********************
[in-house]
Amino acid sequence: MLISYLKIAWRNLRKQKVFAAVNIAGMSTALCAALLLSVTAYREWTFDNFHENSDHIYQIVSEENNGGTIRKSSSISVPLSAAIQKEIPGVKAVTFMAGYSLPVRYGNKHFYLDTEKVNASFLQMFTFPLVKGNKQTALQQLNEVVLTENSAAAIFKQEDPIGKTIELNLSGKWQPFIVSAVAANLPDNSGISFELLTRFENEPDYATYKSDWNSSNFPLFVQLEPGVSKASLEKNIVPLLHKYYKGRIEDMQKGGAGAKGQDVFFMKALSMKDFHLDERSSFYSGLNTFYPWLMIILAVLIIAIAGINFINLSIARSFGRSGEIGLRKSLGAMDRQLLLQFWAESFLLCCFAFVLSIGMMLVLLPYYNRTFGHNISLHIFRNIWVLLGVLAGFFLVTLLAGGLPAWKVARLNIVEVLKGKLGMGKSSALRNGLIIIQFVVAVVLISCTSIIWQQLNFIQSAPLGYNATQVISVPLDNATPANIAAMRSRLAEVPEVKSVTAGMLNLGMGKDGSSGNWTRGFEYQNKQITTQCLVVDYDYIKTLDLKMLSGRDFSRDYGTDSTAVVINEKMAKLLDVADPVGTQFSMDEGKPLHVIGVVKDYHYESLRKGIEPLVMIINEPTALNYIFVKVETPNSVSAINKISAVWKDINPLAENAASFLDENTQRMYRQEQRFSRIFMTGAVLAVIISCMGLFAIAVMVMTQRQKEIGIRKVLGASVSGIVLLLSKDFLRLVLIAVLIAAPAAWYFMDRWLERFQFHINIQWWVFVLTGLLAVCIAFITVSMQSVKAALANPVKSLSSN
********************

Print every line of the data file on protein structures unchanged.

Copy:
[in-house]
Amino acid sequence: MLISYLKIAWRNLRKQKVFAAVNIAGMSTALCAALLLSVTAYREWTFDNFHENSDHIYQIVSEENNGGTIRKSSSISVPLSAAIQKEIPGVKAVTFMAGYSLPVRYGNKHFYLDTEKVNASFLQMFTFPLVKGNKQTALQQLNEVVLTENSAAAIFKQEDPIGKTIELNLSGKWQPFIVSAVAANLPDNSGISFELLTRFENEPDYATYKSDWNSSNFPLFVQLEPGVSKASLEKNIVPLLHKYYKGRIEDMQKGGAGAKGQDVFFMKALSMKDFHLDERSSFYSGLNTFYPWLMIILAVLIIAIAGINFINLSIARSFGRSGEIGLRKSLGAMDRQLLLQFWAESFLLCCFAFVLSIGMMLVLLPYYNRTFGHNISLHIFRNIWVLLGVLAGFFLVTLLAGGLPAWKVARLNIVEVLKGKLGMGKSSALRNGLIIIQFVVAVVLISCTSIIWQQLNFIQSAPLGYNATQVISVPLDNATPANIAAMRSRLAEVPEVKSVTAGMLNLGMGKDGSSGNWTRGFEYQNKQITTQCLVVDYDYIKTLDLKMLSGRDFSRDYGTDSTAVVINEKMAKLLDVADPVGTQFSMDEGKPLHVIGVVKDYHYESLRKGIEPLVMIINEPTALNYIFVKVETPNSVSAINKISAVWKDINPLAENAASFLDENTQRMYRQEQRFSRIFMTGAVLAVIISCMGLFAIAVMVMTQRQKEIGIRKVLGASVSGIVLLLSKDFLRLVLIAVLIAAPAAWYFMDRWLERFQFHINIQWWVFVLTGLLAVCIAFITVSMQSVKAALANPVKSLSSN